The show, which will come to Los Angeles for its second season, aims to make school lunches healthier for children and teach them about proper nutrition.
LAUSD wrote a letter to Joe Coleman, the supervising producer of the show, on Oct. 25, thanking him for the opportunity but ultimately declining the offer.
“While we appreciate your interest in our school meal program, we believe our direct work with nutrition experts, health advocates, the community, schools and students is the most effective strategy for our continued success and improvement,” Melissa Infusino, the director of partnerships in the superintendent’s office, wrote in the letter, reported by the Los Angeles Times.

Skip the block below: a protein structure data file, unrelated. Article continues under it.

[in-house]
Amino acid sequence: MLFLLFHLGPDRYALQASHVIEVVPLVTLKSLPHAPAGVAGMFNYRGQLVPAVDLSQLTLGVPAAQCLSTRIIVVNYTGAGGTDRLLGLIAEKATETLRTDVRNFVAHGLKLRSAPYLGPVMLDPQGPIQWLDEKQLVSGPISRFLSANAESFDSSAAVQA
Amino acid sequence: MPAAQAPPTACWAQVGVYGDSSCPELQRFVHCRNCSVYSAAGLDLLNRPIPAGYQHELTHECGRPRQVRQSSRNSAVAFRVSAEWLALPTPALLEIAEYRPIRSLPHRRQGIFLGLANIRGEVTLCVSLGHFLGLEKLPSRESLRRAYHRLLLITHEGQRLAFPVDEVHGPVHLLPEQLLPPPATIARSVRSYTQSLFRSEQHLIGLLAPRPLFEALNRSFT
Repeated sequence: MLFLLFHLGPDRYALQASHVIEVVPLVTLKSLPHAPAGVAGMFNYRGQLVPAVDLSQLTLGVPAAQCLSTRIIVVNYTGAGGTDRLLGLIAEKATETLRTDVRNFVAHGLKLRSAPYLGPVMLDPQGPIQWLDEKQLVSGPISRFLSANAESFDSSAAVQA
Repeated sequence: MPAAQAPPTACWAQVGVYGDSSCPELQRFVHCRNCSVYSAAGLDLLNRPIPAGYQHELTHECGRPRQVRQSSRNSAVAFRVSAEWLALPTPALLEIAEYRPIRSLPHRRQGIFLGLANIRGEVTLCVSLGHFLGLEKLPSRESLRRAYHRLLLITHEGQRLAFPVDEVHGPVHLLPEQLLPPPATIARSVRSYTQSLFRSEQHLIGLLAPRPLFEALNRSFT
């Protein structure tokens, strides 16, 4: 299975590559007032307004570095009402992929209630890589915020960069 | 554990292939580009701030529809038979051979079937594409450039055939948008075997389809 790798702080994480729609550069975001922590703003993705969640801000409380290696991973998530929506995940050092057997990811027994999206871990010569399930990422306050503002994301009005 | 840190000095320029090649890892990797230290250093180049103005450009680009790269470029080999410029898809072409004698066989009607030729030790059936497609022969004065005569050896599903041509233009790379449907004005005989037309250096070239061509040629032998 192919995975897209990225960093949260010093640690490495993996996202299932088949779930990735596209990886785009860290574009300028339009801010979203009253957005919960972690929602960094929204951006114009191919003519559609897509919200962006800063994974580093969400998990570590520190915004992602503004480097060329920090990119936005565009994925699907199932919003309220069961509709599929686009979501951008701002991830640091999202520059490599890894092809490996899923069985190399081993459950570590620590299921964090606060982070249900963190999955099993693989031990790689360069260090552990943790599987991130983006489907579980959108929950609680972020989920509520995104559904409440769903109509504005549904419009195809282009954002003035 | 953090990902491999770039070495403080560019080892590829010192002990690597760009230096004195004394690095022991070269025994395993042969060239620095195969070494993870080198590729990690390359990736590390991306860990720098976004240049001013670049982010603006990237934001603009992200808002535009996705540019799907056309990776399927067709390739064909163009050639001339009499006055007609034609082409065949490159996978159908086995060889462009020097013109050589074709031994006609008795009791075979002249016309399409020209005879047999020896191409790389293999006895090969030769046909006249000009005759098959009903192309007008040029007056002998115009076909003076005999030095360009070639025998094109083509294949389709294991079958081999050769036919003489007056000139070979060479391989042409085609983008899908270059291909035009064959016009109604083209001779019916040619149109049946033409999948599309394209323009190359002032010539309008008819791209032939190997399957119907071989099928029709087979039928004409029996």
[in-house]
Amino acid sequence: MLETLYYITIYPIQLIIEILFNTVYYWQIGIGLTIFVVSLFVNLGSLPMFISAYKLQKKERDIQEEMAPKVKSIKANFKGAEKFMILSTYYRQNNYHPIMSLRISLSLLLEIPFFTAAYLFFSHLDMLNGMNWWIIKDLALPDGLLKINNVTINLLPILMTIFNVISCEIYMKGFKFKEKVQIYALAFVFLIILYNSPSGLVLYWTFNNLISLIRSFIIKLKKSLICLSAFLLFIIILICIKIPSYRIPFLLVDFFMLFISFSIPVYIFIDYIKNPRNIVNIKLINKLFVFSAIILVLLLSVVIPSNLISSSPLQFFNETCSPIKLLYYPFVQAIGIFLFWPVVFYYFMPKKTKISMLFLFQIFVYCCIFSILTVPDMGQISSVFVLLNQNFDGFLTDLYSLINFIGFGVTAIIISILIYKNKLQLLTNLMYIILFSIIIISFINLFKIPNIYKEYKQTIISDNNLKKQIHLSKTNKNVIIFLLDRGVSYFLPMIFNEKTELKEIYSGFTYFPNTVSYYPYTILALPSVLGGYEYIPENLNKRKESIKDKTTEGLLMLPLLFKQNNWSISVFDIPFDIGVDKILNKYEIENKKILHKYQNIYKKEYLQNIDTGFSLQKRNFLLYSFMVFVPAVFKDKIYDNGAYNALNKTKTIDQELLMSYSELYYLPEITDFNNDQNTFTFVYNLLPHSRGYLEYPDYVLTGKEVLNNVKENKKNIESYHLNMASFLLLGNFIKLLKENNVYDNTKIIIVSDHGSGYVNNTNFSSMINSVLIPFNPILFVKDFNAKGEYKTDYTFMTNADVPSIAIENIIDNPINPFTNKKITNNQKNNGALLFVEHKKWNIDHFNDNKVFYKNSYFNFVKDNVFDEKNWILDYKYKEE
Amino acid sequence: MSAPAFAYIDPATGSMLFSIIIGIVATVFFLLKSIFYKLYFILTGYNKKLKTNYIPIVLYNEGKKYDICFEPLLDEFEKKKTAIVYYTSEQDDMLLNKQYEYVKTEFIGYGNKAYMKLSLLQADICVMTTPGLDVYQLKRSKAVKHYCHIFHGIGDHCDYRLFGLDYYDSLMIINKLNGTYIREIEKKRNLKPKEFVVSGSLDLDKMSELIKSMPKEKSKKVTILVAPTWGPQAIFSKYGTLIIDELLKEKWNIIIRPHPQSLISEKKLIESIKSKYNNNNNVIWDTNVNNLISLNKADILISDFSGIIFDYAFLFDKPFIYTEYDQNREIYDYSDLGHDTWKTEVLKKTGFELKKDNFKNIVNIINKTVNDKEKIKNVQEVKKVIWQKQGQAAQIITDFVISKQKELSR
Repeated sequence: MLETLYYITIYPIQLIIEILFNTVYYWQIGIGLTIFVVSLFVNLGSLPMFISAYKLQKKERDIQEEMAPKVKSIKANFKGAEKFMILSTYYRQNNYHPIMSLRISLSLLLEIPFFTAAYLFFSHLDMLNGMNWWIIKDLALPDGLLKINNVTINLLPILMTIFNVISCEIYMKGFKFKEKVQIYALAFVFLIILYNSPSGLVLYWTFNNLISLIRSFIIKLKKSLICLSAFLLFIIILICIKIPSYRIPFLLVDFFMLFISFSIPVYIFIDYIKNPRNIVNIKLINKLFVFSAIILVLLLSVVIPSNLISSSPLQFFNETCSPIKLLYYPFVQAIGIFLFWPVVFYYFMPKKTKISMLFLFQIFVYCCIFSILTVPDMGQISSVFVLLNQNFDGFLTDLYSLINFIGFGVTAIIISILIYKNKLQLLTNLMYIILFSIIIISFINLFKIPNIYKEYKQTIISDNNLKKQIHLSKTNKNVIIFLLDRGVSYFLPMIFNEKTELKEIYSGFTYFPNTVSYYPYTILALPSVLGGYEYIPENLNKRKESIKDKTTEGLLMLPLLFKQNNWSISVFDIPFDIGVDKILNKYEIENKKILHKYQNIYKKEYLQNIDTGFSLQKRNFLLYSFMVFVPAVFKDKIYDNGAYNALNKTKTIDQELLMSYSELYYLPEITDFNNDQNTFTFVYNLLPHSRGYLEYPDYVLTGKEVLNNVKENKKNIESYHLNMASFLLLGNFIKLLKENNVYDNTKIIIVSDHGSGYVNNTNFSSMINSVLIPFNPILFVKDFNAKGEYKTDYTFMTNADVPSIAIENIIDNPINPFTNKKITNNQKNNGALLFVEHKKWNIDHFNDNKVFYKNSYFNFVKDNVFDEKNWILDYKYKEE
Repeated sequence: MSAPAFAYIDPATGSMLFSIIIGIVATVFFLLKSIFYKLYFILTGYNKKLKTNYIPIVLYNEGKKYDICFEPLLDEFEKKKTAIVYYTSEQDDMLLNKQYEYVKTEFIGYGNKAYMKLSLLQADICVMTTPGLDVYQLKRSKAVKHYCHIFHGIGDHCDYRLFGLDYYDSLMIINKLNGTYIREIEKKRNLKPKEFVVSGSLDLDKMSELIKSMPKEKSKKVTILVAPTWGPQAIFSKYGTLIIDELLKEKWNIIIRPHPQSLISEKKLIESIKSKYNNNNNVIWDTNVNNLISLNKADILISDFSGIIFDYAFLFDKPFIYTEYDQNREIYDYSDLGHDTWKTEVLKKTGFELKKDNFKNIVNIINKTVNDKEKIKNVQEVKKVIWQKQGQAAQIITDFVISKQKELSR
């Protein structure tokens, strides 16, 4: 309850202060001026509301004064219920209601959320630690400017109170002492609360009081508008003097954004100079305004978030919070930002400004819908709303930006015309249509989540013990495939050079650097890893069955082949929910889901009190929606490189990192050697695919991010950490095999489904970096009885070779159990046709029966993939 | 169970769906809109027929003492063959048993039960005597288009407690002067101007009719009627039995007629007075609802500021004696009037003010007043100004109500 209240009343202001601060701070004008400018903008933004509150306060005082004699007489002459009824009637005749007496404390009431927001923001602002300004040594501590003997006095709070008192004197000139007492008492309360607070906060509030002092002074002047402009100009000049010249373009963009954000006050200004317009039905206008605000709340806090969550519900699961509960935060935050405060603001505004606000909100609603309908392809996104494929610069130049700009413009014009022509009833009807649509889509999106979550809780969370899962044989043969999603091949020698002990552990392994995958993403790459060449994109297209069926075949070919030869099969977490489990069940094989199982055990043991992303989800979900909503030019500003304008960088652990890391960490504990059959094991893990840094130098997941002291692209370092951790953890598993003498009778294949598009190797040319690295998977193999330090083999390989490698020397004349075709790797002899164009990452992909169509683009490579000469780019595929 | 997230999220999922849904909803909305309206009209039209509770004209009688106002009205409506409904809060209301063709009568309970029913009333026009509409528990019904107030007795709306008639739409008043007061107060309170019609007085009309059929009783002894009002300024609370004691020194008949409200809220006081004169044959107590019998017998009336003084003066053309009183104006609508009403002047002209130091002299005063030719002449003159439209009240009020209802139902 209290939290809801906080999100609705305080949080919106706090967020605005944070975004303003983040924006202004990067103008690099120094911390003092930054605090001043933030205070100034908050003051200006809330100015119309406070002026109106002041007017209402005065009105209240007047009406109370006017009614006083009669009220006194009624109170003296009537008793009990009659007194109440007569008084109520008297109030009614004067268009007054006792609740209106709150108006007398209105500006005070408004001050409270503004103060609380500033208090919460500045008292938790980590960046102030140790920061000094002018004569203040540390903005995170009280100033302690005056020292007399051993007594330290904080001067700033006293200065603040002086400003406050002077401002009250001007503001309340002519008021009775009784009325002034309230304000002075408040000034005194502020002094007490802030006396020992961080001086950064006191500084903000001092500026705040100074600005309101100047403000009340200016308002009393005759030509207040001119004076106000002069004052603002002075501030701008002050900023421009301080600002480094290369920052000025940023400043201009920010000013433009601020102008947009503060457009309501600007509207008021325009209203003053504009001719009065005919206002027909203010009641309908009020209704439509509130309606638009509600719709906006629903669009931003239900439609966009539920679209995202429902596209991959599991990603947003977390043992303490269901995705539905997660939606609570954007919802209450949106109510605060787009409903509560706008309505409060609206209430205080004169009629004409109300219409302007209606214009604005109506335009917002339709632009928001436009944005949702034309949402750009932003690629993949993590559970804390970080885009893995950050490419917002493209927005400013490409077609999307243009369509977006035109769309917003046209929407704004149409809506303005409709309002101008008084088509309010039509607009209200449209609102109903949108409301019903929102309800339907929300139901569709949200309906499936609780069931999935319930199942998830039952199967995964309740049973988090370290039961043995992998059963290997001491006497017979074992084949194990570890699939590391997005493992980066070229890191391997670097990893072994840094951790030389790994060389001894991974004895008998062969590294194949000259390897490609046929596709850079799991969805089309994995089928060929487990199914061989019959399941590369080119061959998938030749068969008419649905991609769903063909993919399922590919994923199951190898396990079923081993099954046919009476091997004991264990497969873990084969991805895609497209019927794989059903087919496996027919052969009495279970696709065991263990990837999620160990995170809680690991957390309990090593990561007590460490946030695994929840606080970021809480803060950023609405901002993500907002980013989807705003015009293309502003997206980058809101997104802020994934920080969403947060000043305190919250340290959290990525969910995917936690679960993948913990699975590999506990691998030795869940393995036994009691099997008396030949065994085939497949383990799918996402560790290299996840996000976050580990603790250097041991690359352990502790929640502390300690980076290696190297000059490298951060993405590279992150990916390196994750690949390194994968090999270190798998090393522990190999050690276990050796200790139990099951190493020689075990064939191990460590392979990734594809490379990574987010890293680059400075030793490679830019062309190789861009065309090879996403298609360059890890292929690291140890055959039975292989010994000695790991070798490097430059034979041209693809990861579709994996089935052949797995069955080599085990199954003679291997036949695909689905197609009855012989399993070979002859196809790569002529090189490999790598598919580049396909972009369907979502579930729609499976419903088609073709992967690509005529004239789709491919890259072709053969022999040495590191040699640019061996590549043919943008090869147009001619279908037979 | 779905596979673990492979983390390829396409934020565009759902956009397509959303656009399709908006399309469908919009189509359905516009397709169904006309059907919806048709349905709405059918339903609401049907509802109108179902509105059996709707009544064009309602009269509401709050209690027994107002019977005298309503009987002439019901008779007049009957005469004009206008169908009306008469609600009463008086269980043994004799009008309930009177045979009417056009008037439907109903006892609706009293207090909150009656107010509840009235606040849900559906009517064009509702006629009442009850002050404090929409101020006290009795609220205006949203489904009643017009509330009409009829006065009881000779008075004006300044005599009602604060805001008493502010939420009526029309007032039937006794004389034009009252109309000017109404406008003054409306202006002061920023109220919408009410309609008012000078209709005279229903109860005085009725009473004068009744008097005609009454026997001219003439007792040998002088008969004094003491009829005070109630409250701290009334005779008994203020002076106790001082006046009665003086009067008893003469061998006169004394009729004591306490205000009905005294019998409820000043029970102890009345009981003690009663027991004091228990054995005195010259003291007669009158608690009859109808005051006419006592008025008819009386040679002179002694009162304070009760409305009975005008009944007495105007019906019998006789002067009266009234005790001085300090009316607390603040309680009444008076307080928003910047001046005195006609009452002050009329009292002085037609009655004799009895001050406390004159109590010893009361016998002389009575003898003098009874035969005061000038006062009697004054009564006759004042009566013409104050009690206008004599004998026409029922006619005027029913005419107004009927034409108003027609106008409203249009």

The letter also cited how the show would be too time consuming for students and staff, which would only compound other problems, such as the shortened school year.
“Due to these budgetary challenges, participation in the Food Revolution program would prevent us from committing 100% of our efforts to our students,” the letter said.